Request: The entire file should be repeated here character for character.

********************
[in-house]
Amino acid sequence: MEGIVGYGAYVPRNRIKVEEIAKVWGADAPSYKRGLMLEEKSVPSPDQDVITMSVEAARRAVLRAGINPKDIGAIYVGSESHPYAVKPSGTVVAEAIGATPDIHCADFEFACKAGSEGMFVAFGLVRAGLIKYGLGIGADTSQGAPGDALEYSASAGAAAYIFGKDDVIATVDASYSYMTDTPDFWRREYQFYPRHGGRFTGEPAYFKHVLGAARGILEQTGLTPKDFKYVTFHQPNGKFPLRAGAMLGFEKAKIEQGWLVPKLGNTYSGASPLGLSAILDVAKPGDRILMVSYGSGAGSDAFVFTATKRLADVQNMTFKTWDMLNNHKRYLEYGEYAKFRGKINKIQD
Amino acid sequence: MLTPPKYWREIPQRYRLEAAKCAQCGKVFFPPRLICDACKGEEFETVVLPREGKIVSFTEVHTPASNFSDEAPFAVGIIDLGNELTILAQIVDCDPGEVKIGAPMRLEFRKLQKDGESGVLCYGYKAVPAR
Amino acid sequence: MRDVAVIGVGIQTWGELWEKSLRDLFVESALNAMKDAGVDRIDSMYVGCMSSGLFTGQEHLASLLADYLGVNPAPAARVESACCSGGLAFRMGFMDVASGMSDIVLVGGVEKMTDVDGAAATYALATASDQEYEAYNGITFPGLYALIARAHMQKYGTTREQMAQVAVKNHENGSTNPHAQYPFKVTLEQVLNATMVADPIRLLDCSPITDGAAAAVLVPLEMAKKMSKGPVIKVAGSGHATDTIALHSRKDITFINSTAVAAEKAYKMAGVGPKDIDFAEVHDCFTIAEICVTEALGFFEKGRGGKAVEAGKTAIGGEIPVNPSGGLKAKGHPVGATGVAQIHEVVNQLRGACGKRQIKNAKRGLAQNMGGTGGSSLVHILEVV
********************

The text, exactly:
[in-house]
Amino acid sequence: MEGIVGYGAYVPRNRIKVEEIAKVWGADAPSYKRGLMLEEKSVPSPDQDVITMSVEAARRAVLRAGINPKDIGAIYVGSESHPYAVKPSGTVVAEAIGATPDIHCADFEFACKAGSEGMFVAFGLVRAGLIKYGLGIGADTSQGAPGDALEYSASAGAAAYIFGKDDVIATVDASYSYMTDTPDFWRREYQFYPRHGGRFTGEPAYFKHVLGAARGILEQTGLTPKDFKYVTFHQPNGKFPLRAGAMLGFEKAKIEQGWLVPKLGNTYSGASPLGLSAILDVAKPGDRILMVSYGSGAGSDAFVFTATKRLADVQNMTFKTWDMLNNHKRYLEYGEYAKFRGKINKIQD
Amino acid sequence: MLTPPKYWREIPQRYRLEAAKCAQCGKVFFPPRLICDACKGEEFETVVLPREGKIVSFTEVHTPASNFSDEAPFAVGIIDLGNELTILAQIVDCDPGEVKIGAPMRLEFRKLQKDGESGVLCYGYKAVPAR
Amino acid sequence: MRDVAVIGVGIQTWGELWEKSLRDLFVESALNAMKDAGVDRIDSMYVGCMSSGLFTGQEHLASLLADYLGVNPAPAARVESACCSGGLAFRMGFMDVASGMSDIVLVGGVEKMTDVDGAAATYALATASDQEYEAYNGITFPGLYALIARAHMQKYGTTREQMAQVAVKNHENGSTNPHAQYPFKVTLEQVLNATMVADPIRLLDCSPITDGAAAAVLVPLEMAKKMSKGPVIKVAGSGHATDTIALHSRKDITFINSTAVAAEKAYKMAGVGPKDIDFAEVHDCFTIAEICVTEALGFFEKGRGGKAVEAGKTAIGGEIPVNPSGGLKAKGHPVGATGVAQIHEVVNQLRGACGKRQIKNAKRGLAQNMGGTGGSSLVHILEVV